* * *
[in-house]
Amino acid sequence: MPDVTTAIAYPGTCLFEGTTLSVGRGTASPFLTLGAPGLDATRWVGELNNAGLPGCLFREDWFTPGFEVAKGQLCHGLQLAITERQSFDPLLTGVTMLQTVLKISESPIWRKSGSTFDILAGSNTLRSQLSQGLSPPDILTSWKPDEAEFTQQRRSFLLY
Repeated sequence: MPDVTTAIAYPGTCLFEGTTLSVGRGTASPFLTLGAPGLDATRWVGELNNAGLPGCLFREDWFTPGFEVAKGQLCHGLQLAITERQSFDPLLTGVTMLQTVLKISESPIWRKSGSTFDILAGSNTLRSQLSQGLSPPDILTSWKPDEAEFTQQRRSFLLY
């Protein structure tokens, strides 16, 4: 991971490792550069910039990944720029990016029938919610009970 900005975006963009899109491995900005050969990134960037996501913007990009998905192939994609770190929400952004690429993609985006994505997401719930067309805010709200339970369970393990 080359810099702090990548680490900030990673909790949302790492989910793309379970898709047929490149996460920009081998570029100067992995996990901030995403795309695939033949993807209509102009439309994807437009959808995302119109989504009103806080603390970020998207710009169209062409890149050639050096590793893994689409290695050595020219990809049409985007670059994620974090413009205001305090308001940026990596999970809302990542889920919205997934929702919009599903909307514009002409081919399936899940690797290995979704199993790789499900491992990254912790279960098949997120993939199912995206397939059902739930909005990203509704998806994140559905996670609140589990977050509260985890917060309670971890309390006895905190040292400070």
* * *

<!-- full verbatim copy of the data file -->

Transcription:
[in-house]
Amino acid sequence: MPDVTTAIAYPGTCLFEGTTLSVGRGTASPFLTLGAPGLDATRWVGELNNAGLPGCLFREDWFTPGFEVAKGQLCHGLQLAITERQSFDPLLTGVTMLQTVLKISESPIWRKSGSTFDILAGSNTLRSQLSQGLSPPDILTSWKPDEAEFTQQRRSFLLY
Repeated sequence: MPDVTTAIAYPGTCLFEGTTLSVGRGTASPFLTLGAPGLDATRWVGELNNAGLPGCLFREDWFTPGFEVAKGQLCHGLQLAITERQSFDPLLTGVTMLQTVLKISESPIWRKSGSTFDILAGSNTLRSQLSQGLSPPDILTSWKPDEAEFTQQRRSFLLY
């Protein structure tokens, strides 16, 4: 991971490792550069910039990944720029990016029938919610009970 900005975006963009899109491995900005050969990134960037996501913007990009998905192939994609770190929400952004690429993609985006994505997401719930067309805010709200339970369970393990 080359810099702090990548680490900030990673909790949302790492989910793309379970898709047929490149996460920009081998570029100067992995996990901030995403795309695939033949993807209509102009439309994807437009959808995302119109989504009103806080603390970020998207710009169209062409890149050639050096590793893994689409290695050595020219990809049409985007670059994620974090413009205001305090308001940026990596999970809302990542889920919205997934929702919009599903909307514009002409081919399936899940690797290995979704199993790789499900491992990254912790279960098949997120993939199912995206397939059902739930909005990203509704998806994140559905996670609140589990977050509260985890917060309670971890309390006895905190040292400070």